Regarding structural parameters, the mean macular volume of our cohort (9.95±1.02 mm3) was mildly below what was reported on a healthy population (10.01±0.02 mm3).31 The mean central foveal thickness (263.5±22 μm), however, was moderately above the normal limits (255.4±0.9 μm).31 Five patients were above this limit on both eyes and the remaining three (Patients IV, VI and VIII) were below on at least one eye. Similarly, the mean thickness of the midperipheral ring area (325±33 μm) was moderately greater than the one described in the normal population (316.5±0.6 μm),31 Patients IV, VI and VIII had values below the normal limit on at least one eye and the remaining five had appropriate thickness. Patients IV and VIII were also the only ones presenting with decreased RNFL thickness, below the normally reported among adults (99.4±9.7 μm).32 Interestingly, the two children (Patients I and II) had a mean RNFL (93 μm) that corresponds to the 5th percentile of their age group (normal RNFL thickness in children: 109±15.5 μm).33 We did not find an association between age and any parameter on our patients’ evaluation (visual acuity, RNFL thickness, macular volume, macular thickness, reflectivity of the inner retinal layers). Likewise, all patients presented with clear corneas and non-visually significant changes in the lens, even at an older age. Therefore, we do not find that age itself is responsible for their acuity loss.
The OCT reflectivity pattern seen in individuals with sialidosis has been described on case reports in the past: hyper-reflective inner layers adjacent to the macula, relative hypo-reflectivity of the layers underneath and apparent hyper-reflectivity of the photoreceptor layer in the foveal region.19 25 26 Ours would be the first attempt to quantify this characteristic on these individuals, providing an additional tool for when the diagnosis is not clear.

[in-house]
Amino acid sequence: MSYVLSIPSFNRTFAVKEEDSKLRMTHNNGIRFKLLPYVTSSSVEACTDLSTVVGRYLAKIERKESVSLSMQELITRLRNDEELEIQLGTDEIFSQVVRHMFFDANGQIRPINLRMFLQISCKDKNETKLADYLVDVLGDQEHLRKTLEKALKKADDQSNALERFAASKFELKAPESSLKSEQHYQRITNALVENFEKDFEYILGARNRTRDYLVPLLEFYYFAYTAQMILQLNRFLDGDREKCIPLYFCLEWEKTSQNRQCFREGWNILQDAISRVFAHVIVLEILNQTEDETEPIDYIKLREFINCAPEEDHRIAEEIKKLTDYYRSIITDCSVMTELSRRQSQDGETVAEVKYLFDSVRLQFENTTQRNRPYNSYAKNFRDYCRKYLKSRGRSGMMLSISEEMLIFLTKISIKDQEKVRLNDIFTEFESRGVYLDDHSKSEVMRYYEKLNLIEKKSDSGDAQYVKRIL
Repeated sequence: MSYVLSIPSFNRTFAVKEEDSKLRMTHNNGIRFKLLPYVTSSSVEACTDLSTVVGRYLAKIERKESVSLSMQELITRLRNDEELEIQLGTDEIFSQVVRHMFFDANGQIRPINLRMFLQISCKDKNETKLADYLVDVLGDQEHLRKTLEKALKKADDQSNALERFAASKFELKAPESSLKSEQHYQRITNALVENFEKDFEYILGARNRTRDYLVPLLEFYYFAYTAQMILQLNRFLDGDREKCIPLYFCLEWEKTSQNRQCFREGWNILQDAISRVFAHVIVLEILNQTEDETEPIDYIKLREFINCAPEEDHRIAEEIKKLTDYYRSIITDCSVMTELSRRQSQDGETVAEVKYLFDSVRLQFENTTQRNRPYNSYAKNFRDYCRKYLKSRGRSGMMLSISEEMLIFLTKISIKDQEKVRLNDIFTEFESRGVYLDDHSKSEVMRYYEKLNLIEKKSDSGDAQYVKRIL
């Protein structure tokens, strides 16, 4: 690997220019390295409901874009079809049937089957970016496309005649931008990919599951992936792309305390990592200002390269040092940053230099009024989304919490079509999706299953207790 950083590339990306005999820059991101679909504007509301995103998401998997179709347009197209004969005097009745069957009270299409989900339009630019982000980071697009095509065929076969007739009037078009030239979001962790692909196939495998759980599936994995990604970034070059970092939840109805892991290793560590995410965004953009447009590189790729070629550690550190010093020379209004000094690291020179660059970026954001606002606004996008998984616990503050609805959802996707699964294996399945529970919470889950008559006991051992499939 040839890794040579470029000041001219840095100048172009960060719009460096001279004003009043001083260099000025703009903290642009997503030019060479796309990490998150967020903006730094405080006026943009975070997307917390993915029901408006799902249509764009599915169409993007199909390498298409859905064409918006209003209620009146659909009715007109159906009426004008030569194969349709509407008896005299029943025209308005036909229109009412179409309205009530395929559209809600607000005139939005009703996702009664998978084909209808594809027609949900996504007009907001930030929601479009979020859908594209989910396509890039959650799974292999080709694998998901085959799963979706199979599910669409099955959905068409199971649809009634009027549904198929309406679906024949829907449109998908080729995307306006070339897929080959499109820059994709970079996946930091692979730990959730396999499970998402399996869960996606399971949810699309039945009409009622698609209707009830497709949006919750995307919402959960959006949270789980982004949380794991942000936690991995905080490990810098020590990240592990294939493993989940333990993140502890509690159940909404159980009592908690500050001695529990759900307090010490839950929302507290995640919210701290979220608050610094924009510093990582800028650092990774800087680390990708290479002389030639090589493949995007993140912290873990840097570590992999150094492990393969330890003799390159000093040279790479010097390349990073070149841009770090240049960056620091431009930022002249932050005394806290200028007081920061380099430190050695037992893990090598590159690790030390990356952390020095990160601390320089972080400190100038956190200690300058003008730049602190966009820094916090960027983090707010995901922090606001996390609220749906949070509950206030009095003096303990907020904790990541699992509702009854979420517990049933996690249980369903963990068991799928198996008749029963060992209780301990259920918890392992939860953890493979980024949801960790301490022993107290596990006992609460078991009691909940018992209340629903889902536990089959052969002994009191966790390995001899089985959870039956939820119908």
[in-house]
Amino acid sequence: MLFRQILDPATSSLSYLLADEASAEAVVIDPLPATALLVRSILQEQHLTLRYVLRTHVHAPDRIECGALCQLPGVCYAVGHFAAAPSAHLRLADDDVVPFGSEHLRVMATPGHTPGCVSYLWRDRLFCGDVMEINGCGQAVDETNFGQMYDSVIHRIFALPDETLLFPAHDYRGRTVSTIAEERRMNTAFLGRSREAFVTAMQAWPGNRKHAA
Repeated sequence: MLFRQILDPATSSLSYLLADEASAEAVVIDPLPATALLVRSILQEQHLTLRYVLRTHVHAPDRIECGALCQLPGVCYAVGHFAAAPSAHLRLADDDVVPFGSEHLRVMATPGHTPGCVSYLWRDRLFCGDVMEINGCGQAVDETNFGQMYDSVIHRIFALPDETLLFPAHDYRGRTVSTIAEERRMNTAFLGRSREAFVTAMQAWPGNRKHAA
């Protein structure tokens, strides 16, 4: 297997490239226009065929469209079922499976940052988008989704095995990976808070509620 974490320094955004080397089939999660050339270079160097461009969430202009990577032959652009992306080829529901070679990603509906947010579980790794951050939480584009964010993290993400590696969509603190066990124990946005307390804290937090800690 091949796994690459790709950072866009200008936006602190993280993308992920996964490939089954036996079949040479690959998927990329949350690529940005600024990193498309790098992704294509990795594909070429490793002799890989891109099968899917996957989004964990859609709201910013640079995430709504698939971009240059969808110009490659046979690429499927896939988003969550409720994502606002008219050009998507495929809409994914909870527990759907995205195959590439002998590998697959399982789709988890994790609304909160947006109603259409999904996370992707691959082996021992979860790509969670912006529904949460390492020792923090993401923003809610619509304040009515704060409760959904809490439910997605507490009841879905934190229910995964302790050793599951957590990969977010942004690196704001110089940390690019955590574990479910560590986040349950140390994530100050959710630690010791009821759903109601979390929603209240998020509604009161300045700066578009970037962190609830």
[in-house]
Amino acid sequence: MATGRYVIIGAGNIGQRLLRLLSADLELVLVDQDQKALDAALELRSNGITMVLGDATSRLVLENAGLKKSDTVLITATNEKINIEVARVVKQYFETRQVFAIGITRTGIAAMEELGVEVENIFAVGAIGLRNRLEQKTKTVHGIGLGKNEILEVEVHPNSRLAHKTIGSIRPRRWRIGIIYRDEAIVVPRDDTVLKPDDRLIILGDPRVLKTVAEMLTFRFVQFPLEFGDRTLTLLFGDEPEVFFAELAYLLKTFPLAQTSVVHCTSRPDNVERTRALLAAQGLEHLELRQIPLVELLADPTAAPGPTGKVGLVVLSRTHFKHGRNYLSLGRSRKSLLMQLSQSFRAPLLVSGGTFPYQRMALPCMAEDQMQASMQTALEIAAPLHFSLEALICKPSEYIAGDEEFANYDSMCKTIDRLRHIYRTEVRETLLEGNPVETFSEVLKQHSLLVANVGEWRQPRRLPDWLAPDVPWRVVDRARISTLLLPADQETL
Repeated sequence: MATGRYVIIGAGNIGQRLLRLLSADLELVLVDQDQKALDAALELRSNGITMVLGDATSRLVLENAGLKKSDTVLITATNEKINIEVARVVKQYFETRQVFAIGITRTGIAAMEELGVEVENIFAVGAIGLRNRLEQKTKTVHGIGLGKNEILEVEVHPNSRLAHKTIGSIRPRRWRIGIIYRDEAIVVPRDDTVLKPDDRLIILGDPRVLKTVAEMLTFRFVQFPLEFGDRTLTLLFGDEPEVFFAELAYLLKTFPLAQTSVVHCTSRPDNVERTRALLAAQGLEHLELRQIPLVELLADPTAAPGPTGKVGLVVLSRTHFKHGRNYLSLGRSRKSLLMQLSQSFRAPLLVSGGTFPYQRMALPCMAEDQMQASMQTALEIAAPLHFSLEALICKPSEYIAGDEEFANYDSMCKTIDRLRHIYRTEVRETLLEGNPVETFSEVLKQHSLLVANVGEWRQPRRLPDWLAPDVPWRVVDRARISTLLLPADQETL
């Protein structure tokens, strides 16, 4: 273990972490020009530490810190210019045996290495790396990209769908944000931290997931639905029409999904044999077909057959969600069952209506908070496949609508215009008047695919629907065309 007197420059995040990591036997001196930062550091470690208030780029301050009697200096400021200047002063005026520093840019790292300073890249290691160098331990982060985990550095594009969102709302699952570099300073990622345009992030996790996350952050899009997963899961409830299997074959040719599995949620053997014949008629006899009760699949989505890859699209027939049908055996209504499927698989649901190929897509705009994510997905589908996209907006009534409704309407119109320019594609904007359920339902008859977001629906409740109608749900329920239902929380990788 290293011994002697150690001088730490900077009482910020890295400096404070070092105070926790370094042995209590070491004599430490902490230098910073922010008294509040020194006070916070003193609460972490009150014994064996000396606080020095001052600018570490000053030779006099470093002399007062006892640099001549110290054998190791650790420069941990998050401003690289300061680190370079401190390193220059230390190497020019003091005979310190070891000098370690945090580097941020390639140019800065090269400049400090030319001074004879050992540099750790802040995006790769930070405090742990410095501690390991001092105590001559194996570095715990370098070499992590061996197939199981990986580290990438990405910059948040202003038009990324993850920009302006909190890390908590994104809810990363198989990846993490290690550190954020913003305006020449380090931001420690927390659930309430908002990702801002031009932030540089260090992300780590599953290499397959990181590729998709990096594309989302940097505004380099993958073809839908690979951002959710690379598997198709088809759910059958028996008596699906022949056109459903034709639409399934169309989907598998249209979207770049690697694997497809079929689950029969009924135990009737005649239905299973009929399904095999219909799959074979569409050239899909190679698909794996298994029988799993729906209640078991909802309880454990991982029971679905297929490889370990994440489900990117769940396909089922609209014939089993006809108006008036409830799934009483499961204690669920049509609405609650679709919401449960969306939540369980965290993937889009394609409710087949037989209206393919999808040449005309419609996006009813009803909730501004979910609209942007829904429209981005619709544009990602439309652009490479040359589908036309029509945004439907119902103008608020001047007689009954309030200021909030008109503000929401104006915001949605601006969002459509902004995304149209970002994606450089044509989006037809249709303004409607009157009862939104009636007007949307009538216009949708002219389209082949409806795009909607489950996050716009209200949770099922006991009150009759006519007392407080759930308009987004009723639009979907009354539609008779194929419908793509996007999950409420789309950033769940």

Quantifying OCT’s reflectivity has been used for different purposes over the past years, such as analysing cystic spaces in cystoid macular oedema, evaluating individuals with glaucoma and studying reticular pseudodrusen.10 34–38 Different software has been used to assess this parameter by detecting pixels’ reflectivity35 37 or measuring tissue’s retardance at different retinal locations.39 Several factors can interfere with the overall reflectance of OCT, such as pupil dilation, variations on the focal plane or point of the incident light, media opacity and corneal aberrations, among others. Thus, standardising the values allows us to better depict the particularities of the layer we are aiming to analyse, avoiding false readings due to imaging artefacts. Farci et al normalised the greyscale by subtracting the value inside the macular cysts from the one outside of them, Paavo et al do not mention standardisation of their data and Vermeer et al used RPE reflectivity as a reference layer.34 35 38 Gardiner et al studied RNFL’s reflectivity on glaucoma patients and compared different tissues as reference to standardise their data: posterior vitreous, RPE and the complete region from the posterior border of the RNFL down to the posterior border of the RPE.10 They found that the coefficients of variation were minimised by using the latter as the reference layer. Therefore, we used the same region to normalise our results and found that the variability among controls decreased indeed and the values better represented the particular reflectivity of the tissues. A strength from our paper is that the previous ones that evaluated RNFL used custom software, while Fiji is an open-source platform, allowing a more accessible analysis.10 35–37 39